“Ignoring the market evidence during periods of recession is a recipe for poor quality service,” said Rob Schlegel (Houlihan Smith & Co.), during BVR’s recent webinar on The Market Approach Today: Deciphering Messages from Markets, Courts, and Common Appraisal Errors. “We just cannot do this. Yet understanding the market results during these periods of particularly high growth or high shrinkage is much more difficult than during stable periods.”
In fact, “market methods themselves yield insight into the economic and industry influences on the buyers and sellers,” Schlegel added. “This is the pressure we see in the actual marketplace that strains the hypothetical exchange between the willing buyer and willing seller. Knowing this information in the market helps us to defend discount rates [and] cap rates. Shrinkage of market value of equity during the periods of recession accentuates debt proportions, unless of course the debt is revalued, and distorts your WACC inputs, so be careful of that, even if [you] choose not to apply market evidence directly, only as a sanity check.”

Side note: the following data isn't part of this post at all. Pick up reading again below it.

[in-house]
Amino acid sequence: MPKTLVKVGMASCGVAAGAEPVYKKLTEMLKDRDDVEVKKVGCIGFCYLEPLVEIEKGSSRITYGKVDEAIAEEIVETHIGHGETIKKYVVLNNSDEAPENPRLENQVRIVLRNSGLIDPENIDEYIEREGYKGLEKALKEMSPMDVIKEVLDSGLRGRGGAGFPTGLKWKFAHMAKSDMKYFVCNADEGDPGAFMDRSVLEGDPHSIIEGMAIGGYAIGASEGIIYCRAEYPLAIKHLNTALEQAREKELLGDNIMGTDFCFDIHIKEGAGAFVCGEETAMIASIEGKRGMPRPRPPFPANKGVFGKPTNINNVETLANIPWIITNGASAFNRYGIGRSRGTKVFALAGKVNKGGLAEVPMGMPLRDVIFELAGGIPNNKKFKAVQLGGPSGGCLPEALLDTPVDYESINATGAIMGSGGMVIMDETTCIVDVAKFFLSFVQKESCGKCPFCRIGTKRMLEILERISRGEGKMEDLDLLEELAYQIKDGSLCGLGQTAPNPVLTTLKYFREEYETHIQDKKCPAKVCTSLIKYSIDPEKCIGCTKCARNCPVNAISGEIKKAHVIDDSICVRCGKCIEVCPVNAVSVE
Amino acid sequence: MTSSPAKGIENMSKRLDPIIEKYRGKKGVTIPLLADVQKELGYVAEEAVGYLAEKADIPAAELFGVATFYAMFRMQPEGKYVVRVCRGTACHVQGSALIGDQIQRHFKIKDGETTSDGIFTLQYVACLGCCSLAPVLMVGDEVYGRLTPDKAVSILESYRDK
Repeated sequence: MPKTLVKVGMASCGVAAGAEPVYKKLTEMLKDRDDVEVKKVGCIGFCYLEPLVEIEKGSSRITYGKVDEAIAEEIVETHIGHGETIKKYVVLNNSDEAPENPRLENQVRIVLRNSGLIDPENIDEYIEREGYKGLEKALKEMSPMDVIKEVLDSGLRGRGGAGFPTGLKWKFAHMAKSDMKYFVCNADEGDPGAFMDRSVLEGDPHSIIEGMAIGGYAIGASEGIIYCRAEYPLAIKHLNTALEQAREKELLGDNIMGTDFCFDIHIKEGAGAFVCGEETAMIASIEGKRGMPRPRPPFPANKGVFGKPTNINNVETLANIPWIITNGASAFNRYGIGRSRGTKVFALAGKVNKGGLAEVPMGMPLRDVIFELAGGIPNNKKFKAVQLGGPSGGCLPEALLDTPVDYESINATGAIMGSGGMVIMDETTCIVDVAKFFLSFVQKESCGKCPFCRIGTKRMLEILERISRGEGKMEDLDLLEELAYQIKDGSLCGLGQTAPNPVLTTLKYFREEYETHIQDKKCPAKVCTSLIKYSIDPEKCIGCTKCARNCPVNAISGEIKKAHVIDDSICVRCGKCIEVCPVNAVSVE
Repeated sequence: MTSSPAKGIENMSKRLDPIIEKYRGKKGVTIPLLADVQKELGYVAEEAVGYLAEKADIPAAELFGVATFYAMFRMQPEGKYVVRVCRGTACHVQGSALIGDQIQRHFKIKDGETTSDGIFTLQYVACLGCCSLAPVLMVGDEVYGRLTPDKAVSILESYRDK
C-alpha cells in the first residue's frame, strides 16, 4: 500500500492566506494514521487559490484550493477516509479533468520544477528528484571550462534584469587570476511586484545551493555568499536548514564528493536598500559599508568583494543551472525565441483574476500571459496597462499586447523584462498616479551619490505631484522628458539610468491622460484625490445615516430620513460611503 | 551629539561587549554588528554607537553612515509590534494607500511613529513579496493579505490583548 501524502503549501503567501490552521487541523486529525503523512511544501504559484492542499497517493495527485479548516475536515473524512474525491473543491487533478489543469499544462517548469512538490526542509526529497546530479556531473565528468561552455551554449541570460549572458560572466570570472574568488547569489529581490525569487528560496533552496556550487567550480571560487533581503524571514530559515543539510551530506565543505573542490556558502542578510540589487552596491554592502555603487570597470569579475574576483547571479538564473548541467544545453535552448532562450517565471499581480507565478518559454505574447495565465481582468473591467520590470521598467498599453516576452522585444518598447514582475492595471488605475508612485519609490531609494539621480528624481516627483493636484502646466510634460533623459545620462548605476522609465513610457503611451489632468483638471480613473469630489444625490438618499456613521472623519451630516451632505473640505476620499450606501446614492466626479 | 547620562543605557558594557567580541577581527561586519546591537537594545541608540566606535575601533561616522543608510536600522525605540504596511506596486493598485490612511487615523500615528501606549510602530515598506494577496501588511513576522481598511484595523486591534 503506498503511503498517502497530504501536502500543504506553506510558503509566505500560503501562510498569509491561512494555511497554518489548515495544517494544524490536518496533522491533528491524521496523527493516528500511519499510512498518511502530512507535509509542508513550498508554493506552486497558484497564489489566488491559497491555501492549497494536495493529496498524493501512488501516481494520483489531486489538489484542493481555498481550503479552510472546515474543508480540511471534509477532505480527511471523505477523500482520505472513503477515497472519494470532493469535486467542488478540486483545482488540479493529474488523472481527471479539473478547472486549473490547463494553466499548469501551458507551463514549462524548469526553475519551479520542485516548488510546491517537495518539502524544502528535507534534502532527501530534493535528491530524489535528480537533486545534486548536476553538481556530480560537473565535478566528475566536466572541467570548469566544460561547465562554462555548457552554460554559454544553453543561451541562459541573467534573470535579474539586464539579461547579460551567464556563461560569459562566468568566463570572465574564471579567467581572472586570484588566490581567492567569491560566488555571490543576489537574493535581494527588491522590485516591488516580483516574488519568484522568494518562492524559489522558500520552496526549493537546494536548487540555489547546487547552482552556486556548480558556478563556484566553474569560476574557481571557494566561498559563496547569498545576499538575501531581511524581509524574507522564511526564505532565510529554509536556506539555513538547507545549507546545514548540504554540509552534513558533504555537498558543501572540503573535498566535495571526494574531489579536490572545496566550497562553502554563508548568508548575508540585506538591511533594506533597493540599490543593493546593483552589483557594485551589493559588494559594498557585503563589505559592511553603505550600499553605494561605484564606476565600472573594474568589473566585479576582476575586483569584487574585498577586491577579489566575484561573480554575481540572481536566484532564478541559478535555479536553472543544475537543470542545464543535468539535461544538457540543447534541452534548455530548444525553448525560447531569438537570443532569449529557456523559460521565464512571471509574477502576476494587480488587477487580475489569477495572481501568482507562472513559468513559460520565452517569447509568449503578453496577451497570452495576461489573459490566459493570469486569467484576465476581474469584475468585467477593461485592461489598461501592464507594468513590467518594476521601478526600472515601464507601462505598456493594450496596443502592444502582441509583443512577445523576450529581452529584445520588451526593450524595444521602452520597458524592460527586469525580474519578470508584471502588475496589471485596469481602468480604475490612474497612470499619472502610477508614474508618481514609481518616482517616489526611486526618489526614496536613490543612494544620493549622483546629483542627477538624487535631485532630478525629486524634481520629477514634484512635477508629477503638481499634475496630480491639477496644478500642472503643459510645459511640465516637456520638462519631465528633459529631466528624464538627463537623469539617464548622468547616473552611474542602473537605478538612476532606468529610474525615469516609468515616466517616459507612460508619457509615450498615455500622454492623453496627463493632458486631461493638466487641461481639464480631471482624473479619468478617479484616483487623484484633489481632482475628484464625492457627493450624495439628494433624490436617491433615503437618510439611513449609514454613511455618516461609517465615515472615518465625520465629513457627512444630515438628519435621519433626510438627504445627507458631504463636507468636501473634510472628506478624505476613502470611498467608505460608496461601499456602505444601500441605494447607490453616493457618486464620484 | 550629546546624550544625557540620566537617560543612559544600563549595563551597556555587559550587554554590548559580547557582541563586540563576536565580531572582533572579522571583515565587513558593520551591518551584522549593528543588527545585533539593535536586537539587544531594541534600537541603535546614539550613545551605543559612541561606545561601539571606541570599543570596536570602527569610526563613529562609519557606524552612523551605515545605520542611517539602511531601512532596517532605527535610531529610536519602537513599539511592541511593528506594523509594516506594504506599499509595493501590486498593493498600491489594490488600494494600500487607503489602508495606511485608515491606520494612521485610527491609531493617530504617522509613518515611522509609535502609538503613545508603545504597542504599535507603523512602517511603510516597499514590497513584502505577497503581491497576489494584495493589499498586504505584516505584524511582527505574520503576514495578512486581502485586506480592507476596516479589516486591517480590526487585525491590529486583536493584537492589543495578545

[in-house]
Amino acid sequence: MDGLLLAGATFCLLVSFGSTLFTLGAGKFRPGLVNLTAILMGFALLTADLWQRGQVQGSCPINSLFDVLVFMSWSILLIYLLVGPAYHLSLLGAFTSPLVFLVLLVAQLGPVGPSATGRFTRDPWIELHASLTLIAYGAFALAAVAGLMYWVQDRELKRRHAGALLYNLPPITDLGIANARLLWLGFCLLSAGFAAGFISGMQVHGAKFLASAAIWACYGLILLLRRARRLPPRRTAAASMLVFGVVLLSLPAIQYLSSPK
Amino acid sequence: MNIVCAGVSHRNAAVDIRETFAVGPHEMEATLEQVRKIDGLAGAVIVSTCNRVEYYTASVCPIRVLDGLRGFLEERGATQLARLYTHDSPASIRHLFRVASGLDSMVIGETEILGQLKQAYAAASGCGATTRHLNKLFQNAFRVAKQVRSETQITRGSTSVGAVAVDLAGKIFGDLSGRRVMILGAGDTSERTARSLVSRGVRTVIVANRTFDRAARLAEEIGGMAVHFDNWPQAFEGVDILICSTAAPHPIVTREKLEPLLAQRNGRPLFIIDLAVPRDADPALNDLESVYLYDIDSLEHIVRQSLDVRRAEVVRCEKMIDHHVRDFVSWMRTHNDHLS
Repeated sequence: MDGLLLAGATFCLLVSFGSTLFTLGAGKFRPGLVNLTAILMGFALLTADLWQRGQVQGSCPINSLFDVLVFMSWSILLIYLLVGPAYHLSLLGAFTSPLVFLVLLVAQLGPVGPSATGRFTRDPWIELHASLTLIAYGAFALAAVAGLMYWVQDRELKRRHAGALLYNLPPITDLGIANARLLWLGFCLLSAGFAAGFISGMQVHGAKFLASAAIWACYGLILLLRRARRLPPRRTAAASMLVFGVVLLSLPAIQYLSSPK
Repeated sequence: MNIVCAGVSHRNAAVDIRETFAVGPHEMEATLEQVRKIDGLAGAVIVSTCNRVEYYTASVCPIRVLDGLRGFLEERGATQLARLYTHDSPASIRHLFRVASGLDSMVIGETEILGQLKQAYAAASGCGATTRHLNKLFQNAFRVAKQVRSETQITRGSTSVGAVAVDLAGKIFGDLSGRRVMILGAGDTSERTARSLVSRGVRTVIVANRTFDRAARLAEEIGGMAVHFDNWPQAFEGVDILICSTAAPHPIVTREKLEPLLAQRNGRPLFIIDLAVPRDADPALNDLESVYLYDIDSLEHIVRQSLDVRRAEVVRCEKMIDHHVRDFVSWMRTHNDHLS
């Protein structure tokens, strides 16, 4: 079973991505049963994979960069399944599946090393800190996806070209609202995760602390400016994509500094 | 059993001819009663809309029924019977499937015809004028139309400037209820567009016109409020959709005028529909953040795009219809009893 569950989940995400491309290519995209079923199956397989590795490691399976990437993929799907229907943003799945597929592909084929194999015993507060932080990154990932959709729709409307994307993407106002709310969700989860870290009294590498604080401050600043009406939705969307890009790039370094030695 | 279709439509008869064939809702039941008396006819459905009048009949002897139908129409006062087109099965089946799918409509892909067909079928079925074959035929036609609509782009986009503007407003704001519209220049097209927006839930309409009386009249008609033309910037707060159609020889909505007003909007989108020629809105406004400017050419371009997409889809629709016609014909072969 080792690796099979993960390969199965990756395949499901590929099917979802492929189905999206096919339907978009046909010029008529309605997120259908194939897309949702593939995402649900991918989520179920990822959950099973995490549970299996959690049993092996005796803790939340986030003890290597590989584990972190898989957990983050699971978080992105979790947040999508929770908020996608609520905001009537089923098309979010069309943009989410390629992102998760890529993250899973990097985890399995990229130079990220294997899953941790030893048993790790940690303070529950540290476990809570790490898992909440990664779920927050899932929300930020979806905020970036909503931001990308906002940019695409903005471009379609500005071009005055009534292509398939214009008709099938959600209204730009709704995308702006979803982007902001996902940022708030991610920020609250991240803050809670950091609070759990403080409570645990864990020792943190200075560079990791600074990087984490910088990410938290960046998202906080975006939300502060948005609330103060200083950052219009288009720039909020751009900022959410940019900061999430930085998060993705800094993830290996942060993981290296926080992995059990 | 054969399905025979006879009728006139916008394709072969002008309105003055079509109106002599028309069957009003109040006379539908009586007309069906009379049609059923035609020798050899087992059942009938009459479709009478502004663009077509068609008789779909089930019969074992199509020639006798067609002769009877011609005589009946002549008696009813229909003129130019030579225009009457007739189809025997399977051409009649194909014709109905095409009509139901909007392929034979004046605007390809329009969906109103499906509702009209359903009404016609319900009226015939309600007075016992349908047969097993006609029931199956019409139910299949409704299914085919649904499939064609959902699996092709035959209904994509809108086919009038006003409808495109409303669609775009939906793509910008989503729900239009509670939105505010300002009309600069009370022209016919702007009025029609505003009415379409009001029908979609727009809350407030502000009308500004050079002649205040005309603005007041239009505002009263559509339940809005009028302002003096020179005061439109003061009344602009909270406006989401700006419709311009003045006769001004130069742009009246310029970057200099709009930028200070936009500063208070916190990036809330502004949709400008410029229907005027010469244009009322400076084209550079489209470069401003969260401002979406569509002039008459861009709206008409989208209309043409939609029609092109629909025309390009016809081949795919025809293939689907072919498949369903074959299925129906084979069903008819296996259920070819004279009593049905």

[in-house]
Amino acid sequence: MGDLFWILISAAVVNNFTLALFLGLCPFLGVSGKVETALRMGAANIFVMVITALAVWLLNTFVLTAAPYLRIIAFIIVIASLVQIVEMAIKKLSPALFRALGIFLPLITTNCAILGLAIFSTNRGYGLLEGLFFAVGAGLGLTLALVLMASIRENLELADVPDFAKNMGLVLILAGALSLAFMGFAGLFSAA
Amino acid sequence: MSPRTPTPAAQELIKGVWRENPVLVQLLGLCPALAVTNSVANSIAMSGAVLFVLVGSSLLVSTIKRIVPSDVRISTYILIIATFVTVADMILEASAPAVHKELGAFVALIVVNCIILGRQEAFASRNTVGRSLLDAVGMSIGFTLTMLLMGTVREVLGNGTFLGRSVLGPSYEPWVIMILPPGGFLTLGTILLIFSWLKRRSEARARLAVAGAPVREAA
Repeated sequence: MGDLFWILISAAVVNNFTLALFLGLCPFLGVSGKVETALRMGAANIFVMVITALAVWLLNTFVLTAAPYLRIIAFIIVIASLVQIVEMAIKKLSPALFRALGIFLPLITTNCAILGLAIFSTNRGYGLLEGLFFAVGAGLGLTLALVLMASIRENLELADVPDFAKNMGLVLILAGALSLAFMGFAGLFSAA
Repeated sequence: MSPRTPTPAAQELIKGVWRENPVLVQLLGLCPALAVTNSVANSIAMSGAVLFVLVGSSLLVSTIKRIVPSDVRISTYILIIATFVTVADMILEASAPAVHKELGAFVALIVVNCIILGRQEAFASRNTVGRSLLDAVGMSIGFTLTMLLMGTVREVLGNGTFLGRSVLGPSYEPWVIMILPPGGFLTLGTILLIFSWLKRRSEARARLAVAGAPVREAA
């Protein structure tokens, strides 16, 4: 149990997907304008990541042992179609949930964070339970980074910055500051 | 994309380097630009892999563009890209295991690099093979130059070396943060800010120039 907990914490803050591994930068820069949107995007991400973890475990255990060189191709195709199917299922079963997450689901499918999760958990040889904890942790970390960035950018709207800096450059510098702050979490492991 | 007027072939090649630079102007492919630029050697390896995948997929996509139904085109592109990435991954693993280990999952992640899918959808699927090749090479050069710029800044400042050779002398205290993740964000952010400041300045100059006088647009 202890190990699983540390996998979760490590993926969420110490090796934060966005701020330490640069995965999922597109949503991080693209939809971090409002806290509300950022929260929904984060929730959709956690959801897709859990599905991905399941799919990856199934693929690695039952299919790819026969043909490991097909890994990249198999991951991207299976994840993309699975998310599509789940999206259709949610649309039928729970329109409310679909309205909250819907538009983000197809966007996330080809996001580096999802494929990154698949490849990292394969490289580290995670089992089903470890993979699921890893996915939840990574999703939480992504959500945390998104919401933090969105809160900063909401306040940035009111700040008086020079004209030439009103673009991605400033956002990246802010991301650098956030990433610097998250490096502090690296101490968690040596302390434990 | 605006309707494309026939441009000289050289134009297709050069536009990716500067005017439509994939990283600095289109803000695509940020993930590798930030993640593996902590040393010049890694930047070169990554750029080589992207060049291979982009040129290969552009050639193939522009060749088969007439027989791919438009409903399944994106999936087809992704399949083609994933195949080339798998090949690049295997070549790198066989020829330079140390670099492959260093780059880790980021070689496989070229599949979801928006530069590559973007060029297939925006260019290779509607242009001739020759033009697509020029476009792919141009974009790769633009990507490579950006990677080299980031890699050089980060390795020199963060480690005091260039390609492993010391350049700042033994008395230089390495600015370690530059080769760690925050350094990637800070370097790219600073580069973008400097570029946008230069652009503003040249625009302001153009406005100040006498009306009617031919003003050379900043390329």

In any application of the market approach today, co-presenter Alina Niculita (SPV) cautioned against the following most common errors in appraisals:
- Using guideline companies that are not truly comparable;
- Comparative analysis is missing or inadequate;
- Automatically applying the mean or median valuation multiple from the comparables;
- Automatically adjusting all multiples by the same percentage or by the same mechanism, without sufficient explanation;
- Failing to apply a multiple in the same manner in which it was calculated;
- Failing to conduct a site visit and/or management interview, whenever possible; and
- Failing to apply the discounts and premiums after the market approach to reach the appropriate indication of value.
In sum, the third presenter, Chris Treharne (Gibraltar Business Appraisals) said, “The income approach is just an extension of the market approach.” After all, “where do we get the discount rate data? It is from publicly traded guideline companies. As Howard Lewis [former head of IRS engineering and appraisal team] likes to say, we only have one approach and that is the market approach.”
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